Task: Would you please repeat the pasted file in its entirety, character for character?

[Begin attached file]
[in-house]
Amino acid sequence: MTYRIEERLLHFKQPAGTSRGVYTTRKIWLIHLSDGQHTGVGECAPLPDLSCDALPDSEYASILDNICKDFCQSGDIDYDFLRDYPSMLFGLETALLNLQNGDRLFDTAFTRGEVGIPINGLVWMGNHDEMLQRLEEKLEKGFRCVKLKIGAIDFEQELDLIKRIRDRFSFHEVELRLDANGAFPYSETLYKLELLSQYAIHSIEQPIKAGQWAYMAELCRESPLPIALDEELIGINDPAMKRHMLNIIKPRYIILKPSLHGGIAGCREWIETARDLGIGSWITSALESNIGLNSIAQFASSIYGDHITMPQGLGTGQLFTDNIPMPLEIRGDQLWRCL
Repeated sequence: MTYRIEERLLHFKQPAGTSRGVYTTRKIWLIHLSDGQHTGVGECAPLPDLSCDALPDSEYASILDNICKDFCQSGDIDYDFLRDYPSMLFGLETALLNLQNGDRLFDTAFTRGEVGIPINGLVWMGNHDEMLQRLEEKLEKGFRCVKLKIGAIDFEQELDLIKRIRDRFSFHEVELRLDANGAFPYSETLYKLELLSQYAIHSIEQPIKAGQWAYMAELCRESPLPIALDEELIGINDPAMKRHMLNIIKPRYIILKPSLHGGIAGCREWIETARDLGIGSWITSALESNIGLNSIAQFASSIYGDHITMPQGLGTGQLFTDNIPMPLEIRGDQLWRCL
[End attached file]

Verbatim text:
[in-house]
Amino acid sequence: MTYRIEERLLHFKQPAGTSRGVYTTRKIWLIHLSDGQHTGVGECAPLPDLSCDALPDSEYASILDNICKDFCQSGDIDYDFLRDYPSMLFGLETALLNLQNGDRLFDTAFTRGEVGIPINGLVWMGNHDEMLQRLEEKLEKGFRCVKLKIGAIDFEQELDLIKRIRDRFSFHEVELRLDANGAFPYSETLYKLELLSQYAIHSIEQPIKAGQWAYMAELCRESPLPIALDEELIGINDPAMKRHMLNIIKPRYIILKPSLHGGIAGCREWIETARDLGIGSWITSALESNIGLNSIAQFASSIYGDHITMPQGLGTGQLFTDNIPMPLEIRGDQLWRCL
Repeated sequence: MTYRIEERLLHFKQPAGTSRGVYTTRKIWLIHLSDGQHTGVGECAPLPDLSCDALPDSEYASILDNICKDFCQSGDIDYDFLRDYPSMLFGLETALLNLQNGDRLFDTAFTRGEVGIPINGLVWMGNHDEMLQRLEEKLEKGFRCVKLKIGAIDFEQELDLIKRIRDRFSFHEVELRLDANGAFPYSETLYKLELLSQYAIHSIEQPIKAGQWAYMAELCRESPLPIALDEELIGINDPAMKRHMLNIIKPRYIILKPSLHGGIAGCREWIETARDLGIGSWITSALESNIGLNSIAQFASSIYGDHITMPQGLGTGQLFTDNIPMPLEIRGDQLWRCL